As a result, the HYICE (hydrogen internal combustion engine) technology would be ideal for usage in sports cars, as opposed to city cars, SUVs, and other typical vehicles, which might make better use of the other technologies to increase efficiency because they do not need to be exciting to drive. The most prevalent gas in the cosmos is hydrogen; however, the crust of the earth does not contain pure hydrogen. It is difficult to obtain hydrogen in its pure state [6]. The two most popular processes for creating hydrogen are electrolysis of water and steam reforming, a high-temperature process in which steam combines with fuels that contain hydrocarbons to create hydrogen. Water is divided into hydrogen and oxygen during the electrolysis process (Figure 2) by running an electric current across it [7].
Other hydrogen generation techniques have been pursued in recent years in an effort to make this process more environmentally friendly, economically viable, and energy efficient. Currently, electrolysis using energy generated from renewable sources is the best option [8]. The European community is investing heavily to increase hydrogen production in the coming years, and we are confident that with the right economic and scientific interest these problems can be solved.
There have only been limited research efforts (in terms of the money and teams engaged) and demonstration activities after the huge programs of the 2000s, largely by BMW, but with several other automakers involved. Several of them were made before the 2014 review, but they were not taken into consideration. Some additional studies that supplement the review are suggested below [9].
  • CI diffusion: A hydrogen CI (compression ignition) ICE (internal combustion engine) engine may perform similarly to a diesel CI ICE, but this is at the expense of further research and development because the hybrid design is still a long way from being ready for mass production. With just few modifications, Westport could convert HPDI (high-pressure direct injection) technology to use hydrogen instead of natural gas. Vehicles and fueling technology using natural gas are currently available. It is possible to convert natural gas cars into cars that run on pure hydrogen or a combination of compressed natural gas and hydrogen. While pure hydrogen DI (direct injection) and hydrogen/CNG (compressed natural gas) mixes were studied in the past by Westport, the findings were largely unreported. The fuel storage, fueling practices, station regulations, rules, and standards are all the same for hydrogen and natural gas [10].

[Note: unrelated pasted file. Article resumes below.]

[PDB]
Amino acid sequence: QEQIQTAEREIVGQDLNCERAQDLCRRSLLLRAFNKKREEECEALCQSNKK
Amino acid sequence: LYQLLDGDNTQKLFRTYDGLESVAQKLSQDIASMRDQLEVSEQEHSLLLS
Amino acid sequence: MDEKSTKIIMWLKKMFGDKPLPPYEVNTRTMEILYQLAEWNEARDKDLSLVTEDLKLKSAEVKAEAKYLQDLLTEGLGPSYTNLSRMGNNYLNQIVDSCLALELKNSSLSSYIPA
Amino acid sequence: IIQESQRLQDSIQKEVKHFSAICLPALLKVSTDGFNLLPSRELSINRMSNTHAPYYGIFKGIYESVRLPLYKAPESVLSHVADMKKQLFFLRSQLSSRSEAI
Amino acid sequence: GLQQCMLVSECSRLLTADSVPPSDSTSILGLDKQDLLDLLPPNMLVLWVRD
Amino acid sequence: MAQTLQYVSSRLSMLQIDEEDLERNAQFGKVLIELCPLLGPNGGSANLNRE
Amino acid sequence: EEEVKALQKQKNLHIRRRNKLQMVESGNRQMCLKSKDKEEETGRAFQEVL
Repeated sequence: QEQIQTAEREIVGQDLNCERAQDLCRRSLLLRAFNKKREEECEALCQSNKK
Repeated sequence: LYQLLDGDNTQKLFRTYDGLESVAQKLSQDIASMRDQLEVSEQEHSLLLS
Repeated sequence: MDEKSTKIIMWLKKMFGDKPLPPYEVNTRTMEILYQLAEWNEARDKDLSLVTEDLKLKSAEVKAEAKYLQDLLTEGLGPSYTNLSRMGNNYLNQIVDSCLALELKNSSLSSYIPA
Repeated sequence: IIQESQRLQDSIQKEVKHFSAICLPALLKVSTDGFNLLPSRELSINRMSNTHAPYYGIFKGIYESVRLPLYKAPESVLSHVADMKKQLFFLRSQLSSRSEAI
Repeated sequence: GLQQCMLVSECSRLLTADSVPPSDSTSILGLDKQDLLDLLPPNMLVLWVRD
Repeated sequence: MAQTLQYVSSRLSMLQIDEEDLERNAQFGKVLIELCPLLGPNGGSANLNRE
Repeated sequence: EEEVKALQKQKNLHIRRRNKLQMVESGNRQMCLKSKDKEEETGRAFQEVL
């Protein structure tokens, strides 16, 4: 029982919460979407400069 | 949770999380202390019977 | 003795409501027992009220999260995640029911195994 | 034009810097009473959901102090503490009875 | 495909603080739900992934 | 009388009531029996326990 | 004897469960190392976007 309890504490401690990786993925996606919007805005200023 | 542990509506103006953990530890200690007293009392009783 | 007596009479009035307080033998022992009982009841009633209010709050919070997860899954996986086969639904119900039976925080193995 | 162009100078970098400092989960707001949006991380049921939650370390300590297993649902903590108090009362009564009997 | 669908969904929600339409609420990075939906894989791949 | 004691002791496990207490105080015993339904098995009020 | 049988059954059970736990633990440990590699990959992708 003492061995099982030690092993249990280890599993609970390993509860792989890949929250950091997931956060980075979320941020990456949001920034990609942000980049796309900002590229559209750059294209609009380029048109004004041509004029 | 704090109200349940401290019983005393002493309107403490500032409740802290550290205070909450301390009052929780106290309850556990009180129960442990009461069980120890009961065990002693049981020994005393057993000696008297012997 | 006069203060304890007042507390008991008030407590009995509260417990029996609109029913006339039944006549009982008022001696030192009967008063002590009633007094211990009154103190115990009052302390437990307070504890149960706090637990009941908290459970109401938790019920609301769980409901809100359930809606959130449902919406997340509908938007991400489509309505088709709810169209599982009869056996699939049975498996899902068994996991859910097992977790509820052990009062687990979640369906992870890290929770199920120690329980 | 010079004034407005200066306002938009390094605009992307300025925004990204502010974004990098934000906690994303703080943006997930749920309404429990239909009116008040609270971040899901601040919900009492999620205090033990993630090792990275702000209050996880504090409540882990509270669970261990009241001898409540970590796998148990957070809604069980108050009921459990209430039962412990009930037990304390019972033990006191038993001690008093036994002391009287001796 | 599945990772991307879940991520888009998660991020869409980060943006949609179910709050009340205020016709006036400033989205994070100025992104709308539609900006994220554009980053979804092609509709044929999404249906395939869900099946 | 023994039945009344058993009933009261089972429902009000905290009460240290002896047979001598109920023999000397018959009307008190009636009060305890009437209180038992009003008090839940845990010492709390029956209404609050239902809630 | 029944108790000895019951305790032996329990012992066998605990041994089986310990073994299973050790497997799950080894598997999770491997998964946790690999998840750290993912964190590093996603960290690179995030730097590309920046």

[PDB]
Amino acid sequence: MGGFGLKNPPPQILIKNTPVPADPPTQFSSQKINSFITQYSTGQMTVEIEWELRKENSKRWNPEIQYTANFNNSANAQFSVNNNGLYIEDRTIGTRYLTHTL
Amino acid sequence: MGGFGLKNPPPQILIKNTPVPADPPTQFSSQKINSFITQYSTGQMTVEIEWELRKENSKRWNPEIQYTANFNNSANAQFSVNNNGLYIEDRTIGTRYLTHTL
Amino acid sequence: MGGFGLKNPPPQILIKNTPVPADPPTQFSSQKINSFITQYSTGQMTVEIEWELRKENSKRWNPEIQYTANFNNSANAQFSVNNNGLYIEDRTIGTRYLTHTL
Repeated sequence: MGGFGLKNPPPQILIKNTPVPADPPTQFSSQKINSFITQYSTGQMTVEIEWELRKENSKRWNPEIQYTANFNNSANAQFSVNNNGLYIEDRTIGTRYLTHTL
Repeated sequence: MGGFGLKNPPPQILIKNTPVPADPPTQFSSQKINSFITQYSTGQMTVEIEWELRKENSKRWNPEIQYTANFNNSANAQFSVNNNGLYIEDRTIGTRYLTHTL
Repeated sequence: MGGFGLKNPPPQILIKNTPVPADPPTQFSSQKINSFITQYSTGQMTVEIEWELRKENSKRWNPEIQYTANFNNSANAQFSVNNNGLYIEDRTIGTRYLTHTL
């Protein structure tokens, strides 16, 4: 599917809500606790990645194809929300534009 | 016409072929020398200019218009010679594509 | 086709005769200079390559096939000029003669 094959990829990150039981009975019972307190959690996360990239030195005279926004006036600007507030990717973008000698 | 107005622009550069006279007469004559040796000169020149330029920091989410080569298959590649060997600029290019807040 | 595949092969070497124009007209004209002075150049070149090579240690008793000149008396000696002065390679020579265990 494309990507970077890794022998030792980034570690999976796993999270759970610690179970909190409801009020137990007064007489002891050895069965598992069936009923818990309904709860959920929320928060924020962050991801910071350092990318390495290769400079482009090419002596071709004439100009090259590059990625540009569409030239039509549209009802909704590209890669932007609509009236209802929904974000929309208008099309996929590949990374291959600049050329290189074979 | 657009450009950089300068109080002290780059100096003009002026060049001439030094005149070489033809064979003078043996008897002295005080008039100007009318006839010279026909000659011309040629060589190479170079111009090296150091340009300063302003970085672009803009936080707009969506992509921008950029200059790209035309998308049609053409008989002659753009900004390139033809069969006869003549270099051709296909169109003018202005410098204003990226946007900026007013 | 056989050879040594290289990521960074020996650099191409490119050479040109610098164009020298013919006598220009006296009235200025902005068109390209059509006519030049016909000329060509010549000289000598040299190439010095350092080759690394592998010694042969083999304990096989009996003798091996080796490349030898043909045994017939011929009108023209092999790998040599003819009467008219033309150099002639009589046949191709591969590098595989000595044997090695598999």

• PI premixed: There has been a report on a hydrogen-powered naturally aspirated PFI (port fuel injected) engine. Turbocharging, numerous fuel injectors per port, and charge dilution control were among the engine changes. Jet Ignition (JI) and high charge dilution through dual independent variable cam timing with no EGR (external exhaust gas recirculation) provide ultra-lean burn and throttle-less control. In experiments, low NO emissions and efficiency close to 38% were observed [11]. Another study considers a cryogenic PFI JI turbocharged engine. The maximum speed range is 7500 rpm. The impacts of air displacement and other drawbacks of PFI with hydrogen are restricted by cryogenic injection. As with a normally aspirated gasoline engine, power densities exist. Running at an ultra-lean λ = 2.32, the engine generates 80 kW per liter of power and 150 Nm per liter of torque, with acceptable levels of knock index and BSNOx. The efficiency rates are expected to be above 40% and over 35% for the majority of the load-speed map, ranging between λ = 2.32–3.57. Energy efficiency decreases as the fuel-to-air equivalency ratio increases; however, even the level of λ = 5.56, in low speed and load circumstances, which are crucial for urban driving, allows for efficiencies of about 30% [12]. The hybrid PI–CI systems produced peak efficiencies at around 42% that were similar to the best diesel ICEs and used surface ignition for diesel combustion. By the time the project was finished, the technology was still in its infancy. A dual fuel diesel–hydrogen engine strategy makes it much simpler to operate CI with hydrogen. As the Westport HPDI solution for diesel and liquefied natural gas (LNG) has been thoroughly tested over many years, this solution does not require any additional research or development [13].
  • CI/PI hybrid: By simply adjusting the quantity of hydrogen injected both before and after the diesel injection ignition or spark-initiated JI, CI dual fuel diesel injection ignition ICE may be operated in a variety of combustion modes. It goes without saying that there are also more or less “controlled” homogeneous charge compression ignition (HCCI) modes of combustion, with diesel injection or spark-initiated JI (jet ignition) occurring before the expected start of the HCCI autoignition, to provide stability to the otherwise unstable HCCI system [14]. Using a direct hydrogen fuel injector and a JI pre-chamber, a diesel truck engine that had been adapted to run on hydrogen was given four different modes of injection and combustion for consideration [15].